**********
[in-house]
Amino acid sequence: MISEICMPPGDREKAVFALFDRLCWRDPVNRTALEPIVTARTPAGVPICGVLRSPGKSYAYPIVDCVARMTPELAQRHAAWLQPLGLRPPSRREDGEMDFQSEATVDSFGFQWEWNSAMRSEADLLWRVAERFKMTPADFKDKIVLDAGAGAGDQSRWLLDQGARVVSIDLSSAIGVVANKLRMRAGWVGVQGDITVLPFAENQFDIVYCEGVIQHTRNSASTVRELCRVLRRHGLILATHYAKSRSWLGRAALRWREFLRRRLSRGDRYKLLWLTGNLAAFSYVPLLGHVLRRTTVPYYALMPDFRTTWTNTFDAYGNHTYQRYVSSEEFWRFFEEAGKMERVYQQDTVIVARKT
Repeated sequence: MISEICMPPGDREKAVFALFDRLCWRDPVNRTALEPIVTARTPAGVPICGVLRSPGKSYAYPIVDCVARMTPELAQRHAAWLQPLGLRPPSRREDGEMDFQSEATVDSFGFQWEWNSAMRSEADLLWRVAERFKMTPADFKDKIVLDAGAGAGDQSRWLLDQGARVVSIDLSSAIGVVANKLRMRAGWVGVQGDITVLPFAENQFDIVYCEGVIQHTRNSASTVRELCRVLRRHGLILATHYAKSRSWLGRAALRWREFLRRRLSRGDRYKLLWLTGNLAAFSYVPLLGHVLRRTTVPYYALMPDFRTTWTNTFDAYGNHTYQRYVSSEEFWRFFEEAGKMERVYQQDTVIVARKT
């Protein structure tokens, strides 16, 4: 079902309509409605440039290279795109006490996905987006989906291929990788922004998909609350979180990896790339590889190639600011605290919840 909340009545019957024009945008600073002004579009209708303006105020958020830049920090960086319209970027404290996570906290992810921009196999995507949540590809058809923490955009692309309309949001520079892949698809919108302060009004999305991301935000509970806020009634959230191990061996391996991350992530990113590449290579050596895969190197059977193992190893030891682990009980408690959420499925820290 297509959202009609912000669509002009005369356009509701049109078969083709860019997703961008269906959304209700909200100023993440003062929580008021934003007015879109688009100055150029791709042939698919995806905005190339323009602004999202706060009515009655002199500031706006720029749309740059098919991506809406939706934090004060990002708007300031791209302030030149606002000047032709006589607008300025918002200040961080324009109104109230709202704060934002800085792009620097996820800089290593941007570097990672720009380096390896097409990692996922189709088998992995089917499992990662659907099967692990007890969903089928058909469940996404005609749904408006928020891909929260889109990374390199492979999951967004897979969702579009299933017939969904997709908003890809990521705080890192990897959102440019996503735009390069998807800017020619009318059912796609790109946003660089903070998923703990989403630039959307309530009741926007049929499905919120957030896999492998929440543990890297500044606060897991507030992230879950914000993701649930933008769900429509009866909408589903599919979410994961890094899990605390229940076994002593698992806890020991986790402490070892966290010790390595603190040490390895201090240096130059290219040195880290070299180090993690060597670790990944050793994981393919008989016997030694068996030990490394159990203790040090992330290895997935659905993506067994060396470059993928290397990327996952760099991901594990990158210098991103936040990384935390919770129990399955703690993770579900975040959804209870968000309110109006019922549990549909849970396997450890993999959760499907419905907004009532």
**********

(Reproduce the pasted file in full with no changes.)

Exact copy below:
[in-house]
Amino acid sequence: MISEICMPPGDREKAVFALFDRLCWRDPVNRTALEPIVTARTPAGVPICGVLRSPGKSYAYPIVDCVARMTPELAQRHAAWLQPLGLRPPSRREDGEMDFQSEATVDSFGFQWEWNSAMRSEADLLWRVAERFKMTPADFKDKIVLDAGAGAGDQSRWLLDQGARVVSIDLSSAIGVVANKLRMRAGWVGVQGDITVLPFAENQFDIVYCEGVIQHTRNSASTVRELCRVLRRHGLILATHYAKSRSWLGRAALRWREFLRRRLSRGDRYKLLWLTGNLAAFSYVPLLGHVLRRTTVPYYALMPDFRTTWTNTFDAYGNHTYQRYVSSEEFWRFFEEAGKMERVYQQDTVIVARKT
Repeated sequence: MISEICMPPGDREKAVFALFDRLCWRDPVNRTALEPIVTARTPAGVPICGVLRSPGKSYAYPIVDCVARMTPELAQRHAAWLQPLGLRPPSRREDGEMDFQSEATVDSFGFQWEWNSAMRSEADLLWRVAERFKMTPADFKDKIVLDAGAGAGDQSRWLLDQGARVVSIDLSSAIGVVANKLRMRAGWVGVQGDITVLPFAENQFDIVYCEGVIQHTRNSASTVRELCRVLRRHGLILATHYAKSRSWLGRAALRWREFLRRRLSRGDRYKLLWLTGNLAAFSYVPLLGHVLRRTTVPYYALMPDFRTTWTNTFDAYGNHTYQRYVSSEEFWRFFEEAGKMERVYQQDTVIVARKT
């Protein structure tokens, strides 16, 4: 079902309509409605440039290279795109006490996905987006989906291929990788922004998909609350979180990896790339590889190639600011605290919840 909340009545019957024009945008600073002004579009209708303006105020958020830049920090960086319209970027404290996570906290992810921009196999995507949540590809058809923490955009692309309309949001520079892949698809919108302060009004999305991301935000509970806020009634959230191990061996391996991350992530990113590449290579050596895969190197059977193992190893030891682990009980408690959420499925820290 297509959202009609912000669509002009005369356009509701049109078969083709860019997703961008269906959304209700909200100023993440003062929580008021934003007015879109688009100055150029791709042939698919995806905005190339323009602004999202706060009515009655002199500031706006720029749309740059098919991506809406939706934090004060990002708007300031791209302030030149606002000047032709006589607008300025918002200040961080324009109104109230709202704060934002800085792009620097996820800089290593941007570097990672720009380096390896097409990692996922189709088998992995089917499992990662659907099967692990007890969903089928058909469940996404005609749904408006928020891909929260889109990374390199492979999951967004897979969702579009299933017939969904997709908003890809990521705080890192990897959102440019996503735009390069998807800017020619009318059912796609790109946003660089903070998923703990989403630039959307309530009741926007049929499905919120957030896999492998929440543990890297500044606060897991507030992230879950914000993701649930933008769900429509009866909408589903599919979410994961890094899990605390229940076994002593698992806890020991986790402490070892966290010790390595603190040490390895201090240096130059290219040195880290070299180090993690060597670790990944050793994981393919008989016997030694068996030990490394159990203790040090992330290895997935659905993506067994060396470059993928290397990327996952760099991901594990990158210098991103936040990384935390919770129990399955703690993770579900975040959804209870968000309110109006019922549990549909849970396997450890993999959760499907419905907004009532």